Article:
WEAK sales at leading US retailers in early November dragged down their results for the month as the effects of major Northeast storms offset brisk activity over the long Thanksgiving weekend.
Retailers on average reported a 1.6pc increase in sales at stores open at least a year, about half the 3.3pc rise that analysts had forecast and below a year-earlier gain of 3.5pc, according to Thomson Reuters I/B/E/S.
Target Corp and Macy's Inc, two of the biggest companies to report monthly sales on Thursday, missed analysts' expectations. Both saw weakness at the beginning of November, when superstorm Sandy and another storm hit the Northeast.
"We would probably have seen just blockbuster numbers had it not been for Sandy and the nor'easter, the back-to-back storms in the Northeast," said Alison Paul, U.S. retail and distribution leader and vice chairman for advisory and consulting firm Deloitte.
The two storms and resulting massive power outages and damage "really wiped out a week or two of any retail activity in the most populated part of the country," she said.
In addition, increased online shopping and layaway sales hurt November results, said International Council of Shopping Centers Chief Economist Michael Niemira.
Retailers do not book layaway sales until they are fully paid for and do not book online sales until the products are shipped. Niemira expects both layaway and online shopping to help same-store sales in December.
Cyber Monday, the Monday after Thanksgiving, was reportedly the biggest online shopping day ever, but came after the November sales period ended.
Kohl's Corp posted a surprising drop in November same-store sales, and its shares fell more than 9pc. It said strong online sales late in the month would fall largely in December's sales tally.
Meanwhile, Tiffany & Co lowered its fiscal-year forecast yet again after quarterly same-store sales fell in Asia .
Sales were weak in the company's least expensive category, silver jewellry, suggesting price-conscious shoppers were hesitant to spend. Tiffany shares fell more than 6 percent.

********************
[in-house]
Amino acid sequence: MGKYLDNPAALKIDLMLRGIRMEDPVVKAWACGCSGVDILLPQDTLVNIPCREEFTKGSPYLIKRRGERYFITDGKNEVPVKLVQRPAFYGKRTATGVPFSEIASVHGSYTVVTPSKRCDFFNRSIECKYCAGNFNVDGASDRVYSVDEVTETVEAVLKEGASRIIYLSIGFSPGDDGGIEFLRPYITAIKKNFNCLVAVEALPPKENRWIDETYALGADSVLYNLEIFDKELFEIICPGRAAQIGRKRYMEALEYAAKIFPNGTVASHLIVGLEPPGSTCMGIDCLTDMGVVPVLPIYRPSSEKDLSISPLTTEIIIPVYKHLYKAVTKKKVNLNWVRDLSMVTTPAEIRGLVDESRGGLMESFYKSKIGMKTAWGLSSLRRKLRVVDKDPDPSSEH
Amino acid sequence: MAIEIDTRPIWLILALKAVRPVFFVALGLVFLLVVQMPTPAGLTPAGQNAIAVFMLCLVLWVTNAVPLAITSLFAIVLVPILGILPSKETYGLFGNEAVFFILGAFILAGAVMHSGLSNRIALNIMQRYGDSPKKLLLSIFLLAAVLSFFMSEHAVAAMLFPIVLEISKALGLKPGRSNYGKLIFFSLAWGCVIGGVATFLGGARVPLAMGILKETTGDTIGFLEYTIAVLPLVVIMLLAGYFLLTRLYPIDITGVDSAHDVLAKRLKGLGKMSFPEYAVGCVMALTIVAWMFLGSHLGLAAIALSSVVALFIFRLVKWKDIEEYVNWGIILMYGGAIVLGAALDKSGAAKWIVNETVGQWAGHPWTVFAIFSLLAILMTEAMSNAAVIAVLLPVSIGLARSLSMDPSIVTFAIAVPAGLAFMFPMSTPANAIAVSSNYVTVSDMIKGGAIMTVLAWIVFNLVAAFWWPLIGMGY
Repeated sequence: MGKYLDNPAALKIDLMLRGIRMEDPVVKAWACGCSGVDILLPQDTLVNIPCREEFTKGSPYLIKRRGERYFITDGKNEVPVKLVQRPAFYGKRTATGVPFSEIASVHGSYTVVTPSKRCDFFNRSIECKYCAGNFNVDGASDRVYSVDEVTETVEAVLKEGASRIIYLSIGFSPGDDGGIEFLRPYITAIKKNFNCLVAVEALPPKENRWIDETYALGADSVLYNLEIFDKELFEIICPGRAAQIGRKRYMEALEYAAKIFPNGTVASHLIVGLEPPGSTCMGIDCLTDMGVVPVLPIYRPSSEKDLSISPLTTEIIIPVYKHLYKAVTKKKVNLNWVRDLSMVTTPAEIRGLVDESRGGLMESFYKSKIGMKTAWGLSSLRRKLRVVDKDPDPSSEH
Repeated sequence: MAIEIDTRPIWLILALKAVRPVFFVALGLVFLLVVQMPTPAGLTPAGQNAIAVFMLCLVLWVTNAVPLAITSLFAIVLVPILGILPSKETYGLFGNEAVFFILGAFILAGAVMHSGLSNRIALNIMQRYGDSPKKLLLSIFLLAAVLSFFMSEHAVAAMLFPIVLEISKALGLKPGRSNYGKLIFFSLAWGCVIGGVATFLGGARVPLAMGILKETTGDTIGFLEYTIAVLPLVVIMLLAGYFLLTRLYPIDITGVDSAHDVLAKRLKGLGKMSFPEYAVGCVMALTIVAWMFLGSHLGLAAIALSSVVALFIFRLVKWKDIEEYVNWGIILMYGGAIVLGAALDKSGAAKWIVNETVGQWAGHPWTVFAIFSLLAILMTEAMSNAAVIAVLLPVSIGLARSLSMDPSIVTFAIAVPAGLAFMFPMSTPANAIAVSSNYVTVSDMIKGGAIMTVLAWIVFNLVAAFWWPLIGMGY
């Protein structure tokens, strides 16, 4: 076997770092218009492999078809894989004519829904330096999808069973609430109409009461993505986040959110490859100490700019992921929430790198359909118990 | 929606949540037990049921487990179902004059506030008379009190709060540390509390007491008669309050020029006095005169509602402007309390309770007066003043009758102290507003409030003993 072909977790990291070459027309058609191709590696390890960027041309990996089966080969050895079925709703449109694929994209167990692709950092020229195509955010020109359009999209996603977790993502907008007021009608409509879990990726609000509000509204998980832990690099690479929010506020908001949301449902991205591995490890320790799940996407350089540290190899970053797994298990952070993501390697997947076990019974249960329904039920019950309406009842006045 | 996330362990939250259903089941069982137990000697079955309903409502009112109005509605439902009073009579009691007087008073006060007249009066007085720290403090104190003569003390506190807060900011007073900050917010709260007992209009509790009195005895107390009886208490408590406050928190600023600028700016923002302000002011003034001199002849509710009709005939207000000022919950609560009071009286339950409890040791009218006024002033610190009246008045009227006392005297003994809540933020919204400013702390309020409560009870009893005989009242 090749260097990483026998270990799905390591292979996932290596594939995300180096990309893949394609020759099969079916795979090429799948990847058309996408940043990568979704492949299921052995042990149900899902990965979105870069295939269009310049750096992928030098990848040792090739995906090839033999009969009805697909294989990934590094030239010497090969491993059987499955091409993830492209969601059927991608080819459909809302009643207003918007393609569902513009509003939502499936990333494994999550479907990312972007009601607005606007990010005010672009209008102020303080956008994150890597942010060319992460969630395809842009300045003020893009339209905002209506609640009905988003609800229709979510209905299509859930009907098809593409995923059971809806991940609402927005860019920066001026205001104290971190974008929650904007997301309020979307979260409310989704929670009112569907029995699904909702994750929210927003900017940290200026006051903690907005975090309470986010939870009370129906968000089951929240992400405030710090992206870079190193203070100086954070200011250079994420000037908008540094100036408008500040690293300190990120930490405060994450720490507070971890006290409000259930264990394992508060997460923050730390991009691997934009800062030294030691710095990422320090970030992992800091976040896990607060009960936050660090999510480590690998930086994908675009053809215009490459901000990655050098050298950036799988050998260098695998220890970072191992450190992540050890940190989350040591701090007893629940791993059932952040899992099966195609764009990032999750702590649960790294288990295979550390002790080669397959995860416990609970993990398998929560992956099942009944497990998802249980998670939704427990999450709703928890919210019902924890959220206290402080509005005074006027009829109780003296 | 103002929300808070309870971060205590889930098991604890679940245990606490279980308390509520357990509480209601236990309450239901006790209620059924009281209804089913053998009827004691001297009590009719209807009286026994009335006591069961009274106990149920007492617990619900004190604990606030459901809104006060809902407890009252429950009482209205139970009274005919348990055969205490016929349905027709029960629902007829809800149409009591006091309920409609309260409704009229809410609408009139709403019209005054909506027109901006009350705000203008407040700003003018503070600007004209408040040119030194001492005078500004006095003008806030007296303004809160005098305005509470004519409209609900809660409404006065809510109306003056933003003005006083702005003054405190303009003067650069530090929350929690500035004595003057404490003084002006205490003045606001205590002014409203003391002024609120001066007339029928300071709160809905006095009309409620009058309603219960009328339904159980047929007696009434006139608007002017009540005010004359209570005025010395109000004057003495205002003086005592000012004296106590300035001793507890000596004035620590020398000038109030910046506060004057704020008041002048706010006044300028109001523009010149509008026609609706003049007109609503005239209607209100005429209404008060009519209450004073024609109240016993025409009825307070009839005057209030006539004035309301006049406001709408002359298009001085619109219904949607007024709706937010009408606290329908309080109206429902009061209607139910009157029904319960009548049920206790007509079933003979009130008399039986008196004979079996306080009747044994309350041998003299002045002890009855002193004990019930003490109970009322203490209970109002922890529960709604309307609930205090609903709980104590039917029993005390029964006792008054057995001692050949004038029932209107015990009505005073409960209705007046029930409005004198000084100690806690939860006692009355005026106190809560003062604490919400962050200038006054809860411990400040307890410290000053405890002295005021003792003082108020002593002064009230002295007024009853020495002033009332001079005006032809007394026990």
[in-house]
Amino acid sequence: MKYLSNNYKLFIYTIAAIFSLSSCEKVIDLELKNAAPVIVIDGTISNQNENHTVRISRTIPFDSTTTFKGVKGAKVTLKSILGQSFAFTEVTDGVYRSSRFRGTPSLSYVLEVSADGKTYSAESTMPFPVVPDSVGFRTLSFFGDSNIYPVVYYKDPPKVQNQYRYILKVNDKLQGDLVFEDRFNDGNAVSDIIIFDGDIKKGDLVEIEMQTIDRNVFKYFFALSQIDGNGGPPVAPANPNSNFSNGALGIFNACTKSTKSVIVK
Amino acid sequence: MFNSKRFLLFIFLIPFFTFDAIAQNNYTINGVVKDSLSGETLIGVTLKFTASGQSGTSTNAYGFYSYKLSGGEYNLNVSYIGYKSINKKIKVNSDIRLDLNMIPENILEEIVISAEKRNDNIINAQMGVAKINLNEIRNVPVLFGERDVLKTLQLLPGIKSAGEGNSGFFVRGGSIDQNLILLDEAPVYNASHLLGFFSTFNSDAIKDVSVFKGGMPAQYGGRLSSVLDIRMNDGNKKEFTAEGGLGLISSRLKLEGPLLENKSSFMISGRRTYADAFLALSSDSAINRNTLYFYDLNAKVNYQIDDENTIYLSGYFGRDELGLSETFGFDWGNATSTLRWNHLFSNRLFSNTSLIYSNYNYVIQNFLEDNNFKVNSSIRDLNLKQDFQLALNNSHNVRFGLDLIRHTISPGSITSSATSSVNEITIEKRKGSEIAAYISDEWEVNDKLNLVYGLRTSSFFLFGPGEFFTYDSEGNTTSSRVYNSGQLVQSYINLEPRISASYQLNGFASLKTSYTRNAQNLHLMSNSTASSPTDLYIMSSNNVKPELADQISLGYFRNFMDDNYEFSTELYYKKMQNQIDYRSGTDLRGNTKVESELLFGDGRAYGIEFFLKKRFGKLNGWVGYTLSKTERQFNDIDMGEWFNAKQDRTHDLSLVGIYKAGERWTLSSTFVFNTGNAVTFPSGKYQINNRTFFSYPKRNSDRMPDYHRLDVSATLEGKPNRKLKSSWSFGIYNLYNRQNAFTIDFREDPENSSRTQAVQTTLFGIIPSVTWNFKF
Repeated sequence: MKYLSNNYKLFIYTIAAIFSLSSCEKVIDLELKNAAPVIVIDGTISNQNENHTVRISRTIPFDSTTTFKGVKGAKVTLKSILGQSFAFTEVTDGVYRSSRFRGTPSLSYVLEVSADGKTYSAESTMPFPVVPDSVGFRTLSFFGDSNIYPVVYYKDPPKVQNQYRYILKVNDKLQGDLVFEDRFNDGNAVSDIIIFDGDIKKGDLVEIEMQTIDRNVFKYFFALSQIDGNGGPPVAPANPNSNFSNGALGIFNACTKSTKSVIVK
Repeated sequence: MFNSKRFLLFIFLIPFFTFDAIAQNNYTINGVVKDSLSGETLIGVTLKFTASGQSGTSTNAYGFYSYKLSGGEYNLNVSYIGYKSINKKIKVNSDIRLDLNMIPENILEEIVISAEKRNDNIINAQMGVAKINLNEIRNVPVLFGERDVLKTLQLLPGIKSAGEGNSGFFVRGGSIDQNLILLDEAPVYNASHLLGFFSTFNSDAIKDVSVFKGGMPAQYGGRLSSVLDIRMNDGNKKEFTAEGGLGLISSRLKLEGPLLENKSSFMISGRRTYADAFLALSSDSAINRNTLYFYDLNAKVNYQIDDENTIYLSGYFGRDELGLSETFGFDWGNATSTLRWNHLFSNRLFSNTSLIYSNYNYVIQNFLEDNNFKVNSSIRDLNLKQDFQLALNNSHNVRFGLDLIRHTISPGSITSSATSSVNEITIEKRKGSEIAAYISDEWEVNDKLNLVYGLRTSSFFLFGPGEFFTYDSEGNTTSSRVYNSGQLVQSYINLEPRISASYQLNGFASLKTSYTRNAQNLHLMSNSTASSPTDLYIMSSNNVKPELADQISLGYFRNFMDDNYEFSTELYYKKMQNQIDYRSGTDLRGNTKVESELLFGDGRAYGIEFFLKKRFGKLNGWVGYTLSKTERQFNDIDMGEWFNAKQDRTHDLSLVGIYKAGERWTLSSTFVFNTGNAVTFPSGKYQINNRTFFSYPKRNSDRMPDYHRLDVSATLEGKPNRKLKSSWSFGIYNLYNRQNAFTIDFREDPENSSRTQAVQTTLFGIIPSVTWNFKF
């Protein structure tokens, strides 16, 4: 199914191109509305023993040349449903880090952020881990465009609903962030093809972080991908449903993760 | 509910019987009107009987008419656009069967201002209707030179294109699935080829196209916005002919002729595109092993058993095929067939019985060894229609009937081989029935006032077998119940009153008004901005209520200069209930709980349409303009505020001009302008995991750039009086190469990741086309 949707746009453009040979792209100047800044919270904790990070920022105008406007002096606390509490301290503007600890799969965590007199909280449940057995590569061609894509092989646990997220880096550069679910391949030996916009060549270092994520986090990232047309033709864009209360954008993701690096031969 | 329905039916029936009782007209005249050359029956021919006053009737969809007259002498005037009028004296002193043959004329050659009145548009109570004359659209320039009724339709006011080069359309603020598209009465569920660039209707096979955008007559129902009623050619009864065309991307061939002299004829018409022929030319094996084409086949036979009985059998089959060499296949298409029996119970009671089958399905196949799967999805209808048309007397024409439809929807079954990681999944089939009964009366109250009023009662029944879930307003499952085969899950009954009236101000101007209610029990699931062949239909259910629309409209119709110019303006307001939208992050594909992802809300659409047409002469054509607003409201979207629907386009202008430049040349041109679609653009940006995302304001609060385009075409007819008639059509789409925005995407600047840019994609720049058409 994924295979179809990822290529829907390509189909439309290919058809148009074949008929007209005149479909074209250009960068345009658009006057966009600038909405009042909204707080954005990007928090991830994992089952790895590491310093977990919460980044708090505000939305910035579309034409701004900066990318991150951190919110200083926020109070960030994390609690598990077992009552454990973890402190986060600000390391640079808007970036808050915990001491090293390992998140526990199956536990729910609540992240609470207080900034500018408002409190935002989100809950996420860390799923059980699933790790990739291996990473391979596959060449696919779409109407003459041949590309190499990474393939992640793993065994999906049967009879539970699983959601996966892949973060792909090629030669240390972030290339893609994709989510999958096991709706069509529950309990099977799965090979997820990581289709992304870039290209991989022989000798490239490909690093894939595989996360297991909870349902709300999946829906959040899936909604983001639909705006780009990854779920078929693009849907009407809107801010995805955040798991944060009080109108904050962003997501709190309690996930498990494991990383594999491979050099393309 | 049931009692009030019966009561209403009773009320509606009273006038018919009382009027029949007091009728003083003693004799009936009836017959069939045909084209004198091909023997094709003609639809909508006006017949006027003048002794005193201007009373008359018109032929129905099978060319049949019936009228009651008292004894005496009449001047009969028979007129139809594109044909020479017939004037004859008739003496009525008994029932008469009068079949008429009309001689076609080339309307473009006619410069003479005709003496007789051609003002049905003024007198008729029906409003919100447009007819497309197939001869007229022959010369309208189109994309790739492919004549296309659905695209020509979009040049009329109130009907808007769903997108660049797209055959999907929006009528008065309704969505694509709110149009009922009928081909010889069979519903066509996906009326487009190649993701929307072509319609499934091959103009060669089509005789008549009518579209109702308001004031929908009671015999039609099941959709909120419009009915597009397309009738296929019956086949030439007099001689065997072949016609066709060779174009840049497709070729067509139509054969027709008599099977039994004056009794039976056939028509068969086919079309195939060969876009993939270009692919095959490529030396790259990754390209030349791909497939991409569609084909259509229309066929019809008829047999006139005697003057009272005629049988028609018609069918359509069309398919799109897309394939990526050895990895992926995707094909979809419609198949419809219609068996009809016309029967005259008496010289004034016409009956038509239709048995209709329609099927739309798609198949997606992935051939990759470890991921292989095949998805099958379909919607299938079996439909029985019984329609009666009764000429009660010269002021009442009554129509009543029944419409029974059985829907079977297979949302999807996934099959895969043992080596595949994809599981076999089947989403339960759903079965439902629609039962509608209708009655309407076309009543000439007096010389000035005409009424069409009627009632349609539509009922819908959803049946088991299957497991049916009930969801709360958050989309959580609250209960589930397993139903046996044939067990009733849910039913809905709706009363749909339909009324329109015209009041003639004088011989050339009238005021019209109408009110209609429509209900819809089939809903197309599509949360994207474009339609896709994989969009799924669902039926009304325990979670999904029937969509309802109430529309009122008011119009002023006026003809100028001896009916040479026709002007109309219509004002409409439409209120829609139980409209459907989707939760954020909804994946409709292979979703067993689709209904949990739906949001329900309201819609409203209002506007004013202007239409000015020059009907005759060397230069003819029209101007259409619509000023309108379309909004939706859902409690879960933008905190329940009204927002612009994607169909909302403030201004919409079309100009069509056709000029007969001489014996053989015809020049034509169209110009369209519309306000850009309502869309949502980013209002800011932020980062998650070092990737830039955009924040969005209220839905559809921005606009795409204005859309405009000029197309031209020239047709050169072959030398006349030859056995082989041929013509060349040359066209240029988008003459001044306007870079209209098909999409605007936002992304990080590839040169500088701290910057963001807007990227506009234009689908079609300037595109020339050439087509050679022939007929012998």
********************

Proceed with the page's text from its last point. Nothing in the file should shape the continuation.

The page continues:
The Standard & Poor's 500 retail index was down 0.4pc on Thursday, while the broader S&P 500 index rose 0.3pc.
Sales for the November-December holiday season look set to rise 4.1pc to $586.1pc this year after a 5.6pc increase in 2011, according to a National Retail Federation forecast given weeks before the Northeast storms. Other forecasts also hover around 4pc.
During the long Thanksgiving weekend, sales rose 12.8pc to $59.1bn, compared with a 16.4pc jump for the comparable weekend in 2011, according to an NRF survey.
"I think it's going to be a solid holiday, but we're not going to break any records," said Madison Riley, managing director at retail consulting firm Kurt Salmon.
Deloitte still expects a 3.5pc to 4pc rise in holiday sales, Paul said.
The ICSC predicted that December same-store sales would rise 4pc to 4.5pc, and expects overall same-store sales for the November-December period to be up 3 percent.
Discounts reign during the holiday season, with retailers hoping that customers who come in for deals such as Thanksgiving weekend "doorbusters" also pick up items that are not heavily marked down.
"I think a lot of that consumer activity was focused on the doorbusters," Riley said. "It may be a bit of a squeeze from a margin standpoint."
Big-box chains that offered deals on Thanksgiving night may have done better than mall-based apparel stores that opened later, Paul said.